Fear of failure breeds failure. CIOs must help change this dynamic as private and public sector minds work together on unlocking government big data.
IW500: 15 Top Government Tech Innovators
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Putting aside fear doesn't mean that elected officials and government employees should start jumping from airplanes without parachutes. Some level of sensibility (otherwise known as risk management) is, of course, needed. But again, organizations should look to their business technology leaders as experienced risk managers, whether it's traditional information security risk management or the procurement risk/benefit conversation of "do the benefits of using an new startup that offers less expensive and more powerful technology outweigh the risks of that startup being gone in a year?"
Even something as obvious as "let's improve access to open data" has its share of risks. Yes, open data can create business opportunity. Yes, open data creates more transparent government. But during one of the unconference sessions, we discussed how mashups of open data can create unintended intelligence consequences, for example, thieves taking advantage of power grid data and other data sources to figure out when people aren't home and when the best times to break in are. (I'm not making this up: one attendee assured me that this was the case.) And risks aren't limited to direct harms, there are social harms. During one discussion about a municipality's crime mapping portal, it came out that during beta testing, it was possible to discover the addresses of rape victims, which is data that just about nobody would wish to be widely disseminated: What if that's one of YOUR loved ones? Yet, these types of problems can be mitigated by a public conversation about what data sets make sense to publish as part of a community's open data strategy.
My point: a thoughtful conversation is needed, but it doesn't happen if government employees are too afraid to start it.
Perhaps the MOST scary conversation of all is the "two way versus one way" conversation. That is, many government agencies feel that publishing public information is the role of government. But open data and technology-engagement champion Michael Nutter, mayor of Philadelphia, said in a keynote at the summit, "Open government means communication that is a conversation--not just TO but WITH citizens." Resourcing is one of the key reasons given by government employees who want to keep the conversation one way. But I suspect that the fear is the real reason. A two-way conversation is more nuanced and complex, and easier to screw up. That doesn't mean we shouldn't be having it.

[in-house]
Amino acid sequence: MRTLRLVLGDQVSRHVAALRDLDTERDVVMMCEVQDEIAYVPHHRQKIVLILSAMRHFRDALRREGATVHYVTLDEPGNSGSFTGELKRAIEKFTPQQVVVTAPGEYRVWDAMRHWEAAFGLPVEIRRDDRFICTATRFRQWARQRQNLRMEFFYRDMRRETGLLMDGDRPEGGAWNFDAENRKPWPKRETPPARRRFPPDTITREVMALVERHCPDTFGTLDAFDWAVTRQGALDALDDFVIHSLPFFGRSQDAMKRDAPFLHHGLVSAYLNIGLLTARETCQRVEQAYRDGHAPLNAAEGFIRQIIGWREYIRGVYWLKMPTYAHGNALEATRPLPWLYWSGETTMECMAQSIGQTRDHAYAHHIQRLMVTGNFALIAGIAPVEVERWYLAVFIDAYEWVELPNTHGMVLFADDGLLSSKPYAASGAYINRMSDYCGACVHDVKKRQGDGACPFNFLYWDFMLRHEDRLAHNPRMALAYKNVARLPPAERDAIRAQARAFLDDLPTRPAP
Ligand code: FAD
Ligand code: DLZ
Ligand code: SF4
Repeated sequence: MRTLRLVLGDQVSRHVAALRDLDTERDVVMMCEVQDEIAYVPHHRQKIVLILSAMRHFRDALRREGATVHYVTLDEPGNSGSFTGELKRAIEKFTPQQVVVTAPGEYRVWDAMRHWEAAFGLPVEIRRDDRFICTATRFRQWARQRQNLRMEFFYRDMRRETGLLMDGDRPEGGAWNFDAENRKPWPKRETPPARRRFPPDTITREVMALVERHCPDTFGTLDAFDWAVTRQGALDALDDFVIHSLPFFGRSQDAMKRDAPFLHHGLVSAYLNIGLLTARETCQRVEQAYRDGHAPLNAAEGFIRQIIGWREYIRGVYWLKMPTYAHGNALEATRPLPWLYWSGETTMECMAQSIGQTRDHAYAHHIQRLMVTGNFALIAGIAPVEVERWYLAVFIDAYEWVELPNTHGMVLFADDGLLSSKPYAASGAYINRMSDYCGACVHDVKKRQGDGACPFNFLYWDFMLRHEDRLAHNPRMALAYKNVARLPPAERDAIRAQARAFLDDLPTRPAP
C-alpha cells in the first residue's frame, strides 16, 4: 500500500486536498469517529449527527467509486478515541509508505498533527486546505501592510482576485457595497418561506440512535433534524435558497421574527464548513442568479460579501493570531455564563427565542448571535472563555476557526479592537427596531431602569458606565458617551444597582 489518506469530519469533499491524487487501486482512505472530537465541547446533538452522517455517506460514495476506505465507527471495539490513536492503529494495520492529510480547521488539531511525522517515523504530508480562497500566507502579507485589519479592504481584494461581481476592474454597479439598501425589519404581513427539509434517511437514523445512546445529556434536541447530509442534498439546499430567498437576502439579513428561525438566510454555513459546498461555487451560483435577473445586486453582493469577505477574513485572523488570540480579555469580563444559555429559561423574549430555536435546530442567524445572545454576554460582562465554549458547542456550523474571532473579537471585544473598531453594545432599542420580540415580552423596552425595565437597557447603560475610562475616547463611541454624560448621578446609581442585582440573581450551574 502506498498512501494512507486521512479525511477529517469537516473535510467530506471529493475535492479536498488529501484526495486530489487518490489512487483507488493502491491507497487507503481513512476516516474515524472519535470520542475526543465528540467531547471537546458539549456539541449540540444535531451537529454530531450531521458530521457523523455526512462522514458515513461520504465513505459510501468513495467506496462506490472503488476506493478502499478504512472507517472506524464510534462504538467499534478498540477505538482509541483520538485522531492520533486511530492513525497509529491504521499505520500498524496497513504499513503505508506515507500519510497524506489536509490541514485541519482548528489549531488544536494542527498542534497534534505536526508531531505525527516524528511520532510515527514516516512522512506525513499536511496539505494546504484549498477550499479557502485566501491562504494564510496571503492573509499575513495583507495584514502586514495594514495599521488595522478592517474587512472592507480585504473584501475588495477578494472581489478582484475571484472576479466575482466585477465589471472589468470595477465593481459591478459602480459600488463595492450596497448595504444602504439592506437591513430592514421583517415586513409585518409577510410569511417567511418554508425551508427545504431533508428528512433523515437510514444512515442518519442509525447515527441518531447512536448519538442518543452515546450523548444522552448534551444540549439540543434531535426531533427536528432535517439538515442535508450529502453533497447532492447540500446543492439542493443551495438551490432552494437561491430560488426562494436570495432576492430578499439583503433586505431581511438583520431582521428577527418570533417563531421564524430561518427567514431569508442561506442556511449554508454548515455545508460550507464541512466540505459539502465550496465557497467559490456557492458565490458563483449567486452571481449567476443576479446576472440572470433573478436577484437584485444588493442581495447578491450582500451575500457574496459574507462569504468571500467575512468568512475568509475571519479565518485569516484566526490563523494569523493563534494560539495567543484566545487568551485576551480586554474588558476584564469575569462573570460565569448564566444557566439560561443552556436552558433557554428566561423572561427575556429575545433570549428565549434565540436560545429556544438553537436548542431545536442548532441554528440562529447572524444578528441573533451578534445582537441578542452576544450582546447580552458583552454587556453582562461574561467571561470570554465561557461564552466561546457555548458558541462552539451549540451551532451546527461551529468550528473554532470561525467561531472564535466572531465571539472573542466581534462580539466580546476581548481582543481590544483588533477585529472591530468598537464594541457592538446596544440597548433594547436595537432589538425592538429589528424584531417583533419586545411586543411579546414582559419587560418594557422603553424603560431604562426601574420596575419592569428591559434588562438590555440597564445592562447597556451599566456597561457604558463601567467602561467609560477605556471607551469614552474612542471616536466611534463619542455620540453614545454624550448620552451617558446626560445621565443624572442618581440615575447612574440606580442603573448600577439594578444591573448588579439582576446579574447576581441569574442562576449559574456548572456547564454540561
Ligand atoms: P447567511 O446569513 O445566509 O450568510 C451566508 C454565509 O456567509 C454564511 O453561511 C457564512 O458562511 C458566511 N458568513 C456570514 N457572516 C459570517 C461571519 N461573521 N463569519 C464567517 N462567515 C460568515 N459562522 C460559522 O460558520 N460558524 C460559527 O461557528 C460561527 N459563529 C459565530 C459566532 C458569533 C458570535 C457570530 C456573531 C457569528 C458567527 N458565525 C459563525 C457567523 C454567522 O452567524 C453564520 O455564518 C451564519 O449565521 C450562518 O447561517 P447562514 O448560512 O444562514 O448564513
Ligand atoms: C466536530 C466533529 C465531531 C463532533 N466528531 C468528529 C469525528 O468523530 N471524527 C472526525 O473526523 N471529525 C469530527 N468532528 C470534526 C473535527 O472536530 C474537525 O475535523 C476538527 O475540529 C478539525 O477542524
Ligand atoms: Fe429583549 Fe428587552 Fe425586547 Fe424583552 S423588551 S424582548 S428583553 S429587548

One of the folks that I talked to at the conference put it like this: This "government innovation" movement is really about fixing culture and citizen engagement through technology. Whether or not it would be happening without the tech is a moot point: It IS happening. And, in the same way that cloud computing is a tech-and-paradigm-shift kind of thing, Gov 2.0 is something that's coming whether you want it to or not. If you don't embrace it in advance, it will happen TO you and you won't be prepared or get the outcome that you might want to have.
In the face of fear, those of us who are first through the wall can do a few things to ease the scariness, and even the bloodiness:
>> Establish common ground. During "the citizen experience" forum, MC Hammer (no, I am not making this up) and angel investor Ron Conway made it pretty clear that you can get started with government transformation by focusing on four letters: JOBS. Things that EVERYONE in your community can agree upon makes it easier to have the difficult conversations about change, since the goal is universally desired.
>> Find your posse. When you're doing something scary, it helps to know that you're not totally alone in the world. People like the ones associated with Code for America form a cadre of experience and support that can increase success and decrease fear. I don't want to use dopey jargon like "centers of excellence" or suggest that hanging out with awesome people will save the world, but, I do think that there is something extremely special about the Code for America movement. This is a community of people who are willing to take some degree of risk, people for whom improvement in government matters more than 100% job security. It's inspiring, fear-dampening, AND provides motivation and expertise.
>> Have an alternative. Fearful government employees would do well to heed the advice of entrepreneur and business advisor Pam Slim, who says that it's good for large organizations and for those who work for large organizations to have a life outside of work. If government employees have only one option, of course it's brutally scary to take a risk. But risks must be taken. Everyone's "life diversity" (or what Pam affectionately calls a "side hustle") is different. Maybe you're not making money with your side hustle, maybe you're just massively involved with volunteer work. Point is, you have what I call "social resiliency" on your side--you know that there are people who will be there for you if something goes wrong at work.
Finally, there's something to be said for framing government transformation as something of a renegade act towards the status quo. There are those in government who are deeply dissatisfied with their ability to make a difference, with how enmired they are in the quagmire of tech-disabled bureaucracy. There are those who are grateful when a door gets opened, and they'll do anything to see that the mission to improve things gets accomplished. Or as one Tweet to Code for America's founder Jen Pahlka went, "Thanks for making IT feel like punk rock."